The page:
Making a new aluminum can from an old one saves 95 percent of the total energy required to make one from scratch. In short, recycling one aluminum can saves as much energy as you use by leaving a 100W light bulb on for 8 hours.

Facts such as this are the fundamental concern of The Sustainability Committee, who is teaming up with many campus organizations in order to create a more environmentally friendly establishment.

New initiatives are being developed and a campus-wide effort will have to be made to insure success. Student awareness and collaboration is central to this movement. One of the driving forces behind this movement is our new student government, who is not only behind it but is taking action.

“Trevor Tooke has put a lot of effort into this movement. He comes to all the recycling meetings and they’ve been announcing it as part of the new student orientation,” said Kathryn French, the former co-chair of The Sustainability Committee.

One of the new strategies, known as the plastic bag initiative, is being launched by the campus bookstore.

“We are going to encourage students to put the items they buy straight into their backpacks rather than taking a plastic bag, because plastic is made of petroleum and doesn’t ever recycle,” said Louise Bridge, the director of the campus bookstore. “We are trying to do our part.”

Common sense is the driving factor behind such courses of action. The bookstore also offers a variety of recycled products for sale including pencils, notebooks as well as some clothing items. They have as well begun to use green books which are made of recycled paper, rather than blue books.

With extremely minimal funds, The Sustainability Committee was able to secure 200 more “wall hugger” bins for the campus, as well as 18 cylindrical bins. These are noticeable around campus for their attention-grabbing blue color and their custom labels of “paper” or “aluminum”.

This is especially impressive considering UVU’s pitiful recycling history.

“In the first phase of recycling many years ago, we began doing paper and cardboard to a very limited extent,” French said. “UVU came in at the bottom of the heap for recycling, which is quite distressing considering that Utah itself is one of the lowest states in the country for recycling. The discouraging factor is that it wasn’t due to a lack of money, it was due to a lack of will.”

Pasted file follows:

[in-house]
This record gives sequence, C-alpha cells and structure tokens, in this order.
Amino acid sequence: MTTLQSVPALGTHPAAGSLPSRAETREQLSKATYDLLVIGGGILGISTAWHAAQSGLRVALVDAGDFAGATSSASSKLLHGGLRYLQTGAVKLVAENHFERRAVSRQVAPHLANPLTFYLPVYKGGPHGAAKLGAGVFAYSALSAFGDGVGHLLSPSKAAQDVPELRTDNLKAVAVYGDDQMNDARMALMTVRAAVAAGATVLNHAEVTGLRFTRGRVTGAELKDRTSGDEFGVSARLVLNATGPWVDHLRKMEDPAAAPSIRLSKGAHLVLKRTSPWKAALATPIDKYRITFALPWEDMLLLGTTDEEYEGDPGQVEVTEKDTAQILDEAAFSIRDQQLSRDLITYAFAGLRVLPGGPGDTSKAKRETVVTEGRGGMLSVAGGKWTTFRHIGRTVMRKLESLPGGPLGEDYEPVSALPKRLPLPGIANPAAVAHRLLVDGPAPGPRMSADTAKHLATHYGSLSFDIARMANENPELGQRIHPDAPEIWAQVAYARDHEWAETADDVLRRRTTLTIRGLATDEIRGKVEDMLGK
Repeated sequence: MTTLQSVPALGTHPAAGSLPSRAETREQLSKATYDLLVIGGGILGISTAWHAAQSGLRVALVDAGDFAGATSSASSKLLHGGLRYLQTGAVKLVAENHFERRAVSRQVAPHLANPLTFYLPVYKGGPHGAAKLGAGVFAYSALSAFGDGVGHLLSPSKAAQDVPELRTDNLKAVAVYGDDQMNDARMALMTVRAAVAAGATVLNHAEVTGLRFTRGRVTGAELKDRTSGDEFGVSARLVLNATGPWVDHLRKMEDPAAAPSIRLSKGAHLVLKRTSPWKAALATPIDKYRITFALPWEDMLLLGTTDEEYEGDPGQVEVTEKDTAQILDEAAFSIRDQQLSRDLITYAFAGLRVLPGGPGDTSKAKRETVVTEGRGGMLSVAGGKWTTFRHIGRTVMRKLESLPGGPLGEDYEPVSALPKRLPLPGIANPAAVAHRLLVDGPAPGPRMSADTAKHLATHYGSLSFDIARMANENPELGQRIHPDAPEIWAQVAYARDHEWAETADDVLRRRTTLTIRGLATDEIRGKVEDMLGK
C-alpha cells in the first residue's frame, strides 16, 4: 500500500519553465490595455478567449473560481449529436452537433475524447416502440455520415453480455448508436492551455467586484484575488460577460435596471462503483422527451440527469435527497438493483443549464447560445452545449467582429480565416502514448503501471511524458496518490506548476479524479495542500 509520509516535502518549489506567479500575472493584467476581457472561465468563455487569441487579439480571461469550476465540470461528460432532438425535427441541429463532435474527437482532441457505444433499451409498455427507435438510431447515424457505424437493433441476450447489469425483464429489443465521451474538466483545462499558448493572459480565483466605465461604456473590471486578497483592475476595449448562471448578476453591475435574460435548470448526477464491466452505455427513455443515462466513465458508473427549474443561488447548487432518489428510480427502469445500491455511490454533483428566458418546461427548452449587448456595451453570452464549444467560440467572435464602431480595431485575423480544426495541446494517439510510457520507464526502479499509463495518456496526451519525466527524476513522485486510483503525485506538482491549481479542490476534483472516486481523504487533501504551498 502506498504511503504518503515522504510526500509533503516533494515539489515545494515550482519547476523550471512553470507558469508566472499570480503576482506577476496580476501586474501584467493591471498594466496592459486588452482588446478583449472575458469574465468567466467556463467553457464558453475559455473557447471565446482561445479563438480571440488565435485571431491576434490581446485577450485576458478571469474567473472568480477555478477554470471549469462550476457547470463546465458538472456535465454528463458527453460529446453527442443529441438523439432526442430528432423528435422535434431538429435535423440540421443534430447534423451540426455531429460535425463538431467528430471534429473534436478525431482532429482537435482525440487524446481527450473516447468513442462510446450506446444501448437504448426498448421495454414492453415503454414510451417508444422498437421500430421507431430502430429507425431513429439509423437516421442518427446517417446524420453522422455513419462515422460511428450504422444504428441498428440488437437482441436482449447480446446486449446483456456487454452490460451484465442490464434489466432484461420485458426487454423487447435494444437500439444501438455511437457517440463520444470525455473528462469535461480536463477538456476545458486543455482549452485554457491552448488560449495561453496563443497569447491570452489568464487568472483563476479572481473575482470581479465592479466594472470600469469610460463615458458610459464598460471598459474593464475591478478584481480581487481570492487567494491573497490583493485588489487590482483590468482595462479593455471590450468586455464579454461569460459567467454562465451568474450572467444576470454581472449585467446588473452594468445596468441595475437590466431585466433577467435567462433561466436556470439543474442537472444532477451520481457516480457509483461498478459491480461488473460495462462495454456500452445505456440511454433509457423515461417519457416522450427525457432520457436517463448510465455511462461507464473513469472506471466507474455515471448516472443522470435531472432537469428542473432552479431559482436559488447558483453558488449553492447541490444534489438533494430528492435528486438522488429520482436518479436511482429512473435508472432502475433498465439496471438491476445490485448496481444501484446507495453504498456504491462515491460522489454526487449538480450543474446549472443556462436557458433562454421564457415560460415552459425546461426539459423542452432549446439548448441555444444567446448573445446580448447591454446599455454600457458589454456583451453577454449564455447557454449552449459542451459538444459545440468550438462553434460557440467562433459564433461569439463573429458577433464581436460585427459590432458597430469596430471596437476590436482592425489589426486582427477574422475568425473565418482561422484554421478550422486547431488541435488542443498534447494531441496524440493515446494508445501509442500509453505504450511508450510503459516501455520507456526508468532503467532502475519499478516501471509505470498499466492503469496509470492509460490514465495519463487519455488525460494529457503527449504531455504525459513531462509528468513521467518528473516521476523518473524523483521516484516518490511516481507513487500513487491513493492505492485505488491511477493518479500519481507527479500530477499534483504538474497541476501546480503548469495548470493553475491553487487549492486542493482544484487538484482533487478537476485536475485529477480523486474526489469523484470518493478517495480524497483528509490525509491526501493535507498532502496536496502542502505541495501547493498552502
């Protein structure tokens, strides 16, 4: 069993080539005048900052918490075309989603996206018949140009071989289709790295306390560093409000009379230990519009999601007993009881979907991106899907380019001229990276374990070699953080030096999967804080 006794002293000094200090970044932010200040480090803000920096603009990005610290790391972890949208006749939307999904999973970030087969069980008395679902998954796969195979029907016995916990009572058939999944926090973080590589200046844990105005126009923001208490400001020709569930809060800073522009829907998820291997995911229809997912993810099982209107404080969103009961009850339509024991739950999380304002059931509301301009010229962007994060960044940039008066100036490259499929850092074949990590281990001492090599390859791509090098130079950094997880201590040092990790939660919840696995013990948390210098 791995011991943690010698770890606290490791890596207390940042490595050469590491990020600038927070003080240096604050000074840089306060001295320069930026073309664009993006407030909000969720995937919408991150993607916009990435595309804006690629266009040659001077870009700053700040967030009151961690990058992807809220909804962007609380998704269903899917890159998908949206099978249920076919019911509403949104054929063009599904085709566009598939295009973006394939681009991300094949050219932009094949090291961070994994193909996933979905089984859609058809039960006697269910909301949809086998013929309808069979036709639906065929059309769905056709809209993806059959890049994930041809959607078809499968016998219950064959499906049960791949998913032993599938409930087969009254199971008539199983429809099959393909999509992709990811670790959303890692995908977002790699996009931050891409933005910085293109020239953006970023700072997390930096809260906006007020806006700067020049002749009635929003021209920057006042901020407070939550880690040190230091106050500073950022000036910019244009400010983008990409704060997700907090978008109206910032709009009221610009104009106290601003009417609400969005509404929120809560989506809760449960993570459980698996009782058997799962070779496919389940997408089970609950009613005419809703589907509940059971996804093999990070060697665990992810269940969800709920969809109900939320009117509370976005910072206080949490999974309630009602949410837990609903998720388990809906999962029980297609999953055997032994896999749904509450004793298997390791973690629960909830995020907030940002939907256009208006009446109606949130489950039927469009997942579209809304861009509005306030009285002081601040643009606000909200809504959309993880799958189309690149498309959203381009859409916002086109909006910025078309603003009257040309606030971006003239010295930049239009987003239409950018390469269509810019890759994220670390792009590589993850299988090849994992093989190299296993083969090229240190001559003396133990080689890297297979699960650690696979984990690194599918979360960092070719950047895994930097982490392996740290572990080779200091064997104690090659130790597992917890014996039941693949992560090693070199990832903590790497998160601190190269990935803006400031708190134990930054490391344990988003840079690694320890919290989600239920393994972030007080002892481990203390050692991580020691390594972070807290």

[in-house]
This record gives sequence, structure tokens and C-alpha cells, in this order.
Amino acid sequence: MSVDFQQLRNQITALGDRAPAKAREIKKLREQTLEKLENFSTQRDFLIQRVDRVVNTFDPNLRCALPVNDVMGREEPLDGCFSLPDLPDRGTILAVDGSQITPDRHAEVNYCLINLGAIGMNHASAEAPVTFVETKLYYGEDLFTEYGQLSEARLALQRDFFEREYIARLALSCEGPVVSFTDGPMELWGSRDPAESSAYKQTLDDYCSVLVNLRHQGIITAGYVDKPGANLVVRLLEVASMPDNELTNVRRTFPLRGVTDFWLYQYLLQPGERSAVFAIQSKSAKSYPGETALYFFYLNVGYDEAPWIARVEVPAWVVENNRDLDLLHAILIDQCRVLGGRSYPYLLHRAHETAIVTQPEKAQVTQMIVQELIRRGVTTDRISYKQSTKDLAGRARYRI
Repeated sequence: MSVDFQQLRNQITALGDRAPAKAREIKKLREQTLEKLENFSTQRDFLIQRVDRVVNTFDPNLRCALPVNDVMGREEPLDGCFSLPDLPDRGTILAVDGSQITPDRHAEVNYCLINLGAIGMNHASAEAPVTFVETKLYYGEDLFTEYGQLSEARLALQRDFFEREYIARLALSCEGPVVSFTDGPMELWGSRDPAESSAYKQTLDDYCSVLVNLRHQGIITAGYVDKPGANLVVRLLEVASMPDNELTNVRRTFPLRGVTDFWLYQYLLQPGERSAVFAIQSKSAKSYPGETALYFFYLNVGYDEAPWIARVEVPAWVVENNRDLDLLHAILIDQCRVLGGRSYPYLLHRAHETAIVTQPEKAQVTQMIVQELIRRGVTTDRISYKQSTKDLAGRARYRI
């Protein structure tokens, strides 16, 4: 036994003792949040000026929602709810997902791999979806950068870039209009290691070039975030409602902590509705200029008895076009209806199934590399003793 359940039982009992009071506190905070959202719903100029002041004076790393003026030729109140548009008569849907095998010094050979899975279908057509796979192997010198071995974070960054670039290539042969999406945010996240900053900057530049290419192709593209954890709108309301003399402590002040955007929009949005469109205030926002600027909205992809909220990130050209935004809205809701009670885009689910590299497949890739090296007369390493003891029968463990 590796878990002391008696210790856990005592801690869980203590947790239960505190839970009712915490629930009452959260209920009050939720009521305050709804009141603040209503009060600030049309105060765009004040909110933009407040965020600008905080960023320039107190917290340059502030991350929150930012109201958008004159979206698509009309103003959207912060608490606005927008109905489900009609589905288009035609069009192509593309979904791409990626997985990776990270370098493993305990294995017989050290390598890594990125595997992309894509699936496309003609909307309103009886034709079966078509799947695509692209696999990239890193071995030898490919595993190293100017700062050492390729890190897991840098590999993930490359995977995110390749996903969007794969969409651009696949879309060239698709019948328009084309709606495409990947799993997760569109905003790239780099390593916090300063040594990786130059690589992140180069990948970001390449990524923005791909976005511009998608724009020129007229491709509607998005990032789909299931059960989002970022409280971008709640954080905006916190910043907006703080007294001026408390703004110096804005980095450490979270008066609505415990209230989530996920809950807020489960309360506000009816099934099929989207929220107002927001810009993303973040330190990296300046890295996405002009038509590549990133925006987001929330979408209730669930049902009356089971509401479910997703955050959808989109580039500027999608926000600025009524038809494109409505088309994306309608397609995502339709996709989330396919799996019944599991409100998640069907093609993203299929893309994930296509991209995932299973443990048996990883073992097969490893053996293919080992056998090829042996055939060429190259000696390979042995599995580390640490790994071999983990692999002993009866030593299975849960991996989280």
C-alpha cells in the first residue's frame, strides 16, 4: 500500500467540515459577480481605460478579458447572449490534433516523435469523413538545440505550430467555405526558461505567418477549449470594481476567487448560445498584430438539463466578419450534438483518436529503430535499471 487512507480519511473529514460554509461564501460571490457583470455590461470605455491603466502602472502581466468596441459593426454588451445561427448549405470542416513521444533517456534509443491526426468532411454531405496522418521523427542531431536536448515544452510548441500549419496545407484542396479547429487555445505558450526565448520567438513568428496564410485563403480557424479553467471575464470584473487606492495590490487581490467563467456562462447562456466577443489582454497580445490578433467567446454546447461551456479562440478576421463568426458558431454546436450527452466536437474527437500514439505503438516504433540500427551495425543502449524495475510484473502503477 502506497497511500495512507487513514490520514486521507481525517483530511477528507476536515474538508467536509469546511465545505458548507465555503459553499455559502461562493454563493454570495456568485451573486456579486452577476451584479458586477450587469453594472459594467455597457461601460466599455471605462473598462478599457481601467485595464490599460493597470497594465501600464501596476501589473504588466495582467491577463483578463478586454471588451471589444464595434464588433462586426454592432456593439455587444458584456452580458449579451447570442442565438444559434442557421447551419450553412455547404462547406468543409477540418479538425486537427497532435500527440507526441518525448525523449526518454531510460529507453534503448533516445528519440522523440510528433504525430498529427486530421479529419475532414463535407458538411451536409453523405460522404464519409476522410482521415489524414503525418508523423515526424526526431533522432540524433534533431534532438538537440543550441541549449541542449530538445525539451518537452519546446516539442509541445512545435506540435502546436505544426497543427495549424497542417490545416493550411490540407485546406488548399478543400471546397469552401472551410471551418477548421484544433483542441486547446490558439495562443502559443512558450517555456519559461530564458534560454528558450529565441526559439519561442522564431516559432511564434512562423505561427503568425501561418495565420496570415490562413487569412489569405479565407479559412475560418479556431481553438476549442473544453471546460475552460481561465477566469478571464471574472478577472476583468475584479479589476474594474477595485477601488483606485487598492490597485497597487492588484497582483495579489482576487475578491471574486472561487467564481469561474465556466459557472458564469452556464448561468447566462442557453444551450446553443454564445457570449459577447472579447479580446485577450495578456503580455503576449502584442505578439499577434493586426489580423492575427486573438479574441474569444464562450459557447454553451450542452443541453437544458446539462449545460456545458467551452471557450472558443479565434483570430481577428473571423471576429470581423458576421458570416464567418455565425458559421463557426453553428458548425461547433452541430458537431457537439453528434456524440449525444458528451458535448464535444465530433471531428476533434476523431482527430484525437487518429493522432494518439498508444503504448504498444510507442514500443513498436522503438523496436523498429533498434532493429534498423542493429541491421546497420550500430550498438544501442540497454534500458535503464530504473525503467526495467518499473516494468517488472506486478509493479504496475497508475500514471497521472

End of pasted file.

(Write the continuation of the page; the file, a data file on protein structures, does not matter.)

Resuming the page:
Another exciting addition to campus recycling is the cardboard bailer that was newly purchased. This will increase the profit of the school’s recyclable cardboard because it will allow us to package it ourselves rather than relying the companies who purchase it.

One of the frustrations for those invested in the recycling initiative is when the recyclable items get put in the trash receptacles, or when trash gets put in the recycling bins. It costs the school time and money to separate the garbage from the recyclables in such instances and shows a disregard for the efforts of those trying to make a difference.

“Ultimately if this is a successful program it can make the university money because it may become cheaper for them to recycle than to dispose of their trash in other ways,” said Bill Dinklage, professor of earth science and committee member. “Recycling is going to keep our landfills less full, save trees, save energy and reduce our carbon footprint, but I think just about as important as anything else is making us feel like we are environmentally on board.”

The steps that are currently being taken are monumental in comparison to our track record, and the committee is hoping that the campus will get excited about this campaign and really take ownership of these efforts.

“Part of it is just mindset and culture. The more we behave differently and invest in our own behavior by caring about these changes, the more we start to care about everything else.” Dinklage said. “It makes people feel like part of the solution. Promoting that feeling, making people aware and getting people to be more invested are three of our main goals.”